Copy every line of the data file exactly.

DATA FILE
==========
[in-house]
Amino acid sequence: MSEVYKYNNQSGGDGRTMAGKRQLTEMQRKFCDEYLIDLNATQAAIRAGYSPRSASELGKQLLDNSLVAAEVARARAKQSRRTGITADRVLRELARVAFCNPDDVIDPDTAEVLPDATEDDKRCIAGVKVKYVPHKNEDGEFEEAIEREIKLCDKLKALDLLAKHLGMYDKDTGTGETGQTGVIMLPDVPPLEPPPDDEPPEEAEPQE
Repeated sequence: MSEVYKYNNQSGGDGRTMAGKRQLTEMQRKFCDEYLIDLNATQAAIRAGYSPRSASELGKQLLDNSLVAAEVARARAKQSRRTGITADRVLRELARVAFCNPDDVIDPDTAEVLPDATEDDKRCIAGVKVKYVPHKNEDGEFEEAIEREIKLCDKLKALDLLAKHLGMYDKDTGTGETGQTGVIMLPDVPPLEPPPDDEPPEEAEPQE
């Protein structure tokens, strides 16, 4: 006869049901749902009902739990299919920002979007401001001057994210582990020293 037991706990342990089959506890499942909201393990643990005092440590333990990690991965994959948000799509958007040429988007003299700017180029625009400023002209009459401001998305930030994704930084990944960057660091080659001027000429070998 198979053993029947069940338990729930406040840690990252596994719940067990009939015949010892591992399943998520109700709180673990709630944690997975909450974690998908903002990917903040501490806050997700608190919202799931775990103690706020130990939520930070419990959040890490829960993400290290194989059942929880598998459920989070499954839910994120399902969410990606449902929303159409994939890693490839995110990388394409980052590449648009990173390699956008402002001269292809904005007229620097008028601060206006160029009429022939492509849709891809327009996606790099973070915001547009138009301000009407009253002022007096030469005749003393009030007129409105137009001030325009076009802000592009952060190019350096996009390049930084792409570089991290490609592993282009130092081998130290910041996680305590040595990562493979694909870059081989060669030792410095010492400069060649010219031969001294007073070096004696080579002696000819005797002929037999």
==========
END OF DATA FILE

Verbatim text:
[in-house]
Amino acid sequence: MSEVYKYNNQSGGDGRTMAGKRQLTEMQRKFCDEYLIDLNATQAAIRAGYSPRSASELGKQLLDNSLVAAEVARARAKQSRRTGITADRVLRELARVAFCNPDDVIDPDTAEVLPDATEDDKRCIAGVKVKYVPHKNEDGEFEEAIEREIKLCDKLKALDLLAKHLGMYDKDTGTGETGQTGVIMLPDVPPLEPPPDDEPPEEAEPQE
Repeated sequence: MSEVYKYNNQSGGDGRTMAGKRQLTEMQRKFCDEYLIDLNATQAAIRAGYSPRSASELGKQLLDNSLVAAEVARARAKQSRRTGITADRVLRELARVAFCNPDDVIDPDTAEVLPDATEDDKRCIAGVKVKYVPHKNEDGEFEEAIEREIKLCDKLKALDLLAKHLGMYDKDTGTGETGQTGVIMLPDVPPLEPPPDDEPPEEAEPQE
């Protein structure tokens, strides 16, 4: 006869049901749902009902739990299919920002979007401001001057994210582990020293 037991706990342990089959506890499942909201393990643990005092440590333990990690991965994959948000799509958007040429988007003299700017180029625009400023002209009459401001998305930030994704930084990944960057660091080659001027000429070998 198979053993029947069940338990729930406040840690990252596994719940067990009939015949010892591992399943998520109700709180673990709630944690997975909450974690998908903002990917903040501490806050997700608190919202799931775990103690706020130990939520930070419990959040890490829960993400290290194989059942929880598998459920989070499954839910994120399902969410990606449902929303159409994939890693490839995110990388394409980052590449648009990173390699956008402002001269292809904005007229620097008028601060206006160029009429022939492509849709891809327009996606790099973070915001547009138009301000009407009253002022007096030469005749003393009030007129409105137009001030325009076009802000592009952060190019350096996009390049930084792409570089991290490609592993282009130092081998130290910041996680305590040595990562493979694909870059081989060669030792410095010492400069060649010219031969001294007073070096004696080579002696000819005797002929037999």